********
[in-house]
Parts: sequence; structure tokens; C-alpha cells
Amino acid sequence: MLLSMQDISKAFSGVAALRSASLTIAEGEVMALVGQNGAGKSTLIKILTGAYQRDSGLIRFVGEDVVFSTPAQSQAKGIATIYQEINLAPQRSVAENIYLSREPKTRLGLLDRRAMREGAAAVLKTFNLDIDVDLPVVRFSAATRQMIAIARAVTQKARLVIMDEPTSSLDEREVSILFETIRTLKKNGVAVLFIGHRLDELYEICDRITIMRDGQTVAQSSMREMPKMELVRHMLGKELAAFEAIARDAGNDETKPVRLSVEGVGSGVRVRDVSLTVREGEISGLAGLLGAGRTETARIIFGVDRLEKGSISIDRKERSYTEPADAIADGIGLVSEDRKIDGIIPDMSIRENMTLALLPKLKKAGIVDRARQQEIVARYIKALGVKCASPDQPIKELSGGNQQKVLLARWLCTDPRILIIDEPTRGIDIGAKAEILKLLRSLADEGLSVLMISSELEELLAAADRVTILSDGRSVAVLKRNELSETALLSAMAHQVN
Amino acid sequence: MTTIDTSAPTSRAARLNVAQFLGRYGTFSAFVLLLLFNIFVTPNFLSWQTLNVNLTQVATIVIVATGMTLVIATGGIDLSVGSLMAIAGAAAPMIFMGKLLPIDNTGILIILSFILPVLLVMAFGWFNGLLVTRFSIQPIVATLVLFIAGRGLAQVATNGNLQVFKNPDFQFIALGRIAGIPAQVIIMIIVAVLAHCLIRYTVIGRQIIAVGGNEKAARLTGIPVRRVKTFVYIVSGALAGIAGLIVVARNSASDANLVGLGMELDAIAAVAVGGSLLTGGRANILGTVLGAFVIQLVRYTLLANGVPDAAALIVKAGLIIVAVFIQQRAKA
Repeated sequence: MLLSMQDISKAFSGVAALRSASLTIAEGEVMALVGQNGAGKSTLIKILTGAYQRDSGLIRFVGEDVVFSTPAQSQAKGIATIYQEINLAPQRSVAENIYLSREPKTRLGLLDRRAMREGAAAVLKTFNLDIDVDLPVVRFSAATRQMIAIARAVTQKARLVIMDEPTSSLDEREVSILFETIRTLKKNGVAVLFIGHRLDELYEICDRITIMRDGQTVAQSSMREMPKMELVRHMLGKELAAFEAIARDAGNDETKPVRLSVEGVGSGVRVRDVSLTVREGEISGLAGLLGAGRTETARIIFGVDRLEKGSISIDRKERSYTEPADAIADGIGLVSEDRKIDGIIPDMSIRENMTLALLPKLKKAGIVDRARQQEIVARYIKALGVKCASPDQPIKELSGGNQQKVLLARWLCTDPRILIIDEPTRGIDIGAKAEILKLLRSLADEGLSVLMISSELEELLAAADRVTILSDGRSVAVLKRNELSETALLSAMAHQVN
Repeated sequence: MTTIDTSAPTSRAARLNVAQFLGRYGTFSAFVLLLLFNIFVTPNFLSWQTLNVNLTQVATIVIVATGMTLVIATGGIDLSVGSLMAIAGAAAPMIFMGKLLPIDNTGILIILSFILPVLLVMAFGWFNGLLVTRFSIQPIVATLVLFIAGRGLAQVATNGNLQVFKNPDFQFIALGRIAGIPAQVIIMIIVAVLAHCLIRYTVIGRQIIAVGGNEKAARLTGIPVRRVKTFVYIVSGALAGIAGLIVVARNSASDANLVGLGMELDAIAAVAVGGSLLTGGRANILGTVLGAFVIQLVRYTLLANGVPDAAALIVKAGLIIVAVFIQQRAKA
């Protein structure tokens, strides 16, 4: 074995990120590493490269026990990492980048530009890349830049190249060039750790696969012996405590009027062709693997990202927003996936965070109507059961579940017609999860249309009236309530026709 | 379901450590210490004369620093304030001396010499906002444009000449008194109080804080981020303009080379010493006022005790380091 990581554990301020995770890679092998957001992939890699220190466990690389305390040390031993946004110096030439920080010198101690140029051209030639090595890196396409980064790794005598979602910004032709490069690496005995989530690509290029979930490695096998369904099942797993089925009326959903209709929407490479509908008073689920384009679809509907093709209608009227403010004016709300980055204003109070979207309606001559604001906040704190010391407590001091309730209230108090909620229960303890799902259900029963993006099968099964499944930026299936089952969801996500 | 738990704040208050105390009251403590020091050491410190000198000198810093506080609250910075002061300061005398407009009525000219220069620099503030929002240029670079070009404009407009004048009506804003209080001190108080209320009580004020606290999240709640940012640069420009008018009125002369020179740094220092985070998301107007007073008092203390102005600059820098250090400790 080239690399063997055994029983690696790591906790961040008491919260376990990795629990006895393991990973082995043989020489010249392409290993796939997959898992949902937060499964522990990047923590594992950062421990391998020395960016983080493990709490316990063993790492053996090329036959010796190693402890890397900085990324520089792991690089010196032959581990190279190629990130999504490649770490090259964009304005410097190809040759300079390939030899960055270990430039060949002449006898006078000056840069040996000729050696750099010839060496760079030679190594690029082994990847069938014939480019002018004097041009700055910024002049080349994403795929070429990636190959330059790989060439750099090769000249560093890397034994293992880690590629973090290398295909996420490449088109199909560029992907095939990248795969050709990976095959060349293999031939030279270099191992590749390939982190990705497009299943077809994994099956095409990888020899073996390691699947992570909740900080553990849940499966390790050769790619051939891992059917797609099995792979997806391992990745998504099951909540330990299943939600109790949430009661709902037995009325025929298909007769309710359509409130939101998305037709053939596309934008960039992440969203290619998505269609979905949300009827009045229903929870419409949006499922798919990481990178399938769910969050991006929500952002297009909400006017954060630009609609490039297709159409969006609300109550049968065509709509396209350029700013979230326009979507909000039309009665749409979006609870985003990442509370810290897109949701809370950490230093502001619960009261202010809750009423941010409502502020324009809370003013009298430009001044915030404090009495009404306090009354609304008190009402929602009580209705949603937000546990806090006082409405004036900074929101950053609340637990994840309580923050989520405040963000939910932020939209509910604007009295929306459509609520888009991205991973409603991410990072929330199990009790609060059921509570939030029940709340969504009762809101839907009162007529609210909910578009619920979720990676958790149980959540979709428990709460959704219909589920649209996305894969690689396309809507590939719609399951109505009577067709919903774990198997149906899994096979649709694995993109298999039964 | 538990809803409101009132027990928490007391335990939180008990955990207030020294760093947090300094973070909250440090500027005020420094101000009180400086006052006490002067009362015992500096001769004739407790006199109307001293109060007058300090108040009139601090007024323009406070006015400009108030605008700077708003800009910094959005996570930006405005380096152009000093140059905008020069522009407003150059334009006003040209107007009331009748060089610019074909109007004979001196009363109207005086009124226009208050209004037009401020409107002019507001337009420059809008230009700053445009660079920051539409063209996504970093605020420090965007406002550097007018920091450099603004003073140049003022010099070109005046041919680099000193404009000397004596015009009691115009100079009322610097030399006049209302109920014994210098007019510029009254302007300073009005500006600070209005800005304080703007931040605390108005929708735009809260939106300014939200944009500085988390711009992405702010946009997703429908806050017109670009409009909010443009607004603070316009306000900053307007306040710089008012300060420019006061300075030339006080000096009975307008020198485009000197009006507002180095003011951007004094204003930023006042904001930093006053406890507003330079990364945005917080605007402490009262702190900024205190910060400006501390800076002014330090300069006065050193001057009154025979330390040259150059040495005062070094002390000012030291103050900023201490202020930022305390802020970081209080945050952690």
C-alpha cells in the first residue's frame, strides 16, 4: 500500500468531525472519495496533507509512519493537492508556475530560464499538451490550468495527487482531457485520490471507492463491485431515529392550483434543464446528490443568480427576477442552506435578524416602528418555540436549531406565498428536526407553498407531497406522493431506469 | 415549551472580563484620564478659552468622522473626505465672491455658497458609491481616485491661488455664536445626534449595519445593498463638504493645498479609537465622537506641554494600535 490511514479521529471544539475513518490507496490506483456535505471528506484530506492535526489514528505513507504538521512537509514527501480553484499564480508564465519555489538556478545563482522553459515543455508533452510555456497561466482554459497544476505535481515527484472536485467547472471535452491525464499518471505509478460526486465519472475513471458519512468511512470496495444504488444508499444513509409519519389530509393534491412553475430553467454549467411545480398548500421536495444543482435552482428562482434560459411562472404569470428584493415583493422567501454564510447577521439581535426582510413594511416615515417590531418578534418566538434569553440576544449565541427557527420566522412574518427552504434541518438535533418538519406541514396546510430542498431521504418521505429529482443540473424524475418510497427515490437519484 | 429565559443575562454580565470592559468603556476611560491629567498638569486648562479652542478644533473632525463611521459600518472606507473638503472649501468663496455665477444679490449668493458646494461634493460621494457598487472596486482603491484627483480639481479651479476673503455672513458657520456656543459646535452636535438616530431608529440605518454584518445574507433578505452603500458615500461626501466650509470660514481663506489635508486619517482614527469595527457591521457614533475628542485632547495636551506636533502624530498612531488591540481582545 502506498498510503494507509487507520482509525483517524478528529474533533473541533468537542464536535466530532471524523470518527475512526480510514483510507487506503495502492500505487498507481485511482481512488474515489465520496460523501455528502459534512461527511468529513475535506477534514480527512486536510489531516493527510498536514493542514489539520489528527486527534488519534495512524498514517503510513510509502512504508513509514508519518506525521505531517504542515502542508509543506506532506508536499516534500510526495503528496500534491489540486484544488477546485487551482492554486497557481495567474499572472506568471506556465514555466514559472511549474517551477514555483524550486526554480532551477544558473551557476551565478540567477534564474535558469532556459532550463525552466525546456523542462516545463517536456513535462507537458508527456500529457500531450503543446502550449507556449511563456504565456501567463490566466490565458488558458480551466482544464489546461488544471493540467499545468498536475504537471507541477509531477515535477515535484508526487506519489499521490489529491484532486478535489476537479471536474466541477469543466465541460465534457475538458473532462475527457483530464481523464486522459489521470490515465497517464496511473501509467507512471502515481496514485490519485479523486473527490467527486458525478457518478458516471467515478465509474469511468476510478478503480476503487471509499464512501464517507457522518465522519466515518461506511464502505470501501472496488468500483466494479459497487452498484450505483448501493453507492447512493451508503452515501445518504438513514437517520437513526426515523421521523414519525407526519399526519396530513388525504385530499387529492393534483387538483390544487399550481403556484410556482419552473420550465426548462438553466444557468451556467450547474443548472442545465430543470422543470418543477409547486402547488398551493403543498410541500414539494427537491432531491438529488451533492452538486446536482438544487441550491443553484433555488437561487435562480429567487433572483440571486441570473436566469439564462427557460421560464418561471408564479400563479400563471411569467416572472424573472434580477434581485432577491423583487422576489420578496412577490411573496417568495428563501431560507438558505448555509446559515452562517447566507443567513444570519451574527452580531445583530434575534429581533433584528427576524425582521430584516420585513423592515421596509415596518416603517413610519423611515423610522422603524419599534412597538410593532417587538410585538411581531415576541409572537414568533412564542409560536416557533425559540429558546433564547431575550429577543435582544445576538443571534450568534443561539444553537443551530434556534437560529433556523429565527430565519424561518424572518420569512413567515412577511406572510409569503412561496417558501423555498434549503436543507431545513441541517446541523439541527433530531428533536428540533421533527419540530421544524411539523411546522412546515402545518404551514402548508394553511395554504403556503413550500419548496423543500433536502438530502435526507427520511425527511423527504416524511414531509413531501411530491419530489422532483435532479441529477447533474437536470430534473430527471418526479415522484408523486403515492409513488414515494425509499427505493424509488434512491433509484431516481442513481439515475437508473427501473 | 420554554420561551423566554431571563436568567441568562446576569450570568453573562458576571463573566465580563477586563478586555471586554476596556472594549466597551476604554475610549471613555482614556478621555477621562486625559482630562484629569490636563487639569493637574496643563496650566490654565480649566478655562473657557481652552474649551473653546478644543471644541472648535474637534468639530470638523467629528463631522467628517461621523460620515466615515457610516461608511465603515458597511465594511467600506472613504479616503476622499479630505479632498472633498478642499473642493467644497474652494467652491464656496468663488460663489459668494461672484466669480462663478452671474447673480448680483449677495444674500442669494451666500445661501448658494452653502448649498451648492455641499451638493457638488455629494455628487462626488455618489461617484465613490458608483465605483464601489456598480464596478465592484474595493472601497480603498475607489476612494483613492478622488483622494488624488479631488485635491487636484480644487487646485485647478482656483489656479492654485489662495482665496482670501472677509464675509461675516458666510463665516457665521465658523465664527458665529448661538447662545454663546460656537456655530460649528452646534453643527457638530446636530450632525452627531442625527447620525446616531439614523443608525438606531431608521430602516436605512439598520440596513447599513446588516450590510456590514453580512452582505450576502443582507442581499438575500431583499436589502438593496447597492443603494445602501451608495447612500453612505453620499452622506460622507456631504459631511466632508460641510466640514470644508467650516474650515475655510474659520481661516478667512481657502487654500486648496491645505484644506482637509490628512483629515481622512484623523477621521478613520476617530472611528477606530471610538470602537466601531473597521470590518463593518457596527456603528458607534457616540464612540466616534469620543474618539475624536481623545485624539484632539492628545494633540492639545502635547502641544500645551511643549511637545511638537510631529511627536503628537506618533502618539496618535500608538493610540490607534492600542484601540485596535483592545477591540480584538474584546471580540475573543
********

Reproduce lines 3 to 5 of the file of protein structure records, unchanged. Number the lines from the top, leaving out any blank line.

Amino acid sequence: MLLSMQDISKAFSGVAALRSASLTIAEGEVMALVGQNGAGKSTLIKILTGAYQRDSGLIRFVGEDVVFSTPAQSQAKGIATIYQEINLAPQRSVAENIYLSREPKTRLGLLDRRAMREGAAAVLKTFNLDIDVDLPVVRFSAATRQMIAIARAVTQKARLVIMDEPTSSLDEREVSILFETIRTLKKNGVAVLFIGHRLDELYEICDRITIMRDGQTVAQSSMREMPKMELVRHMLGKELAAFEAIARDAGNDETKPVRLSVEGVGSGVRVRDVSLTVREGEISGLAGLLGAGRTETARIIFGVDRLEKGSISIDRKERSYTEPADAIADGIGLVSEDRKIDGIIPDMSIRENMTLALLPKLKKAGIVDRARQQEIVARYIKALGVKCASPDQPIKELSGGNQQKVLLARWLCTDPRILIIDEPTRGIDIGAKAEILKLLRSLADEGLSVLMISSELEELLAAADRVTILSDGRSVAVLKRNELSETALLSAMAHQVN
Amino acid sequence: MTTIDTSAPTSRAARLNVAQFLGRYGTFSAFVLLLLFNIFVTPNFLSWQTLNVNLTQVATIVIVATGMTLVIATGGIDLSVGSLMAIAGAAAPMIFMGKLLPIDNTGILIILSFILPVLLVMAFGWFNGLLVTRFSIQPIVATLVLFIAGRGLAQVATNGNLQVFKNPDFQFIALGRIAGIPAQVIIMIIVAVLAHCLIRYTVIGRQIIAVGGNEKAARLTGIPVRRVKTFVYIVSGALAGIAGLIVVARNSASDANLVGLGMELDAIAAVAVGGSLLTGGRANILGTVLGAFVIQLVRYTLLANGVPDAAALIVKAGLIIVAVFIQQRAKA
Repeated sequence: MLLSMQDISKAFSGVAALRSASLTIAEGEVMALVGQNGAGKSTLIKILTGAYQRDSGLIRFVGEDVVFSTPAQSQAKGIATIYQEINLAPQRSVAENIYLSREPKTRLGLLDRRAMREGAAAVLKTFNLDIDVDLPVVRFSAATRQMIAIARAVTQKARLVIMDEPTSSLDEREVSILFETIRTLKKNGVAVLFIGHRLDELYEICDRITIMRDGQTVAQSSMREMPKMELVRHMLGKELAAFEAIARDAGNDETKPVRLSVEGVGSGVRVRDVSLTVREGEISGLAGLLGAGRTETARIIFGVDRLEKGSISIDRKERSYTEPADAIADGIGLVSEDRKIDGIIPDMSIRENMTLALLPKLKKAGIVDRARQQEIVARYIKALGVKCASPDQPIKELSGGNQQKVLLARWLCTDPRILIIDEPTRGIDIGAKAEILKLLRSLADEGLSVLMISSELEELLAAADRVTILSDGRSVAVLKRNELSETALLSAMAHQVN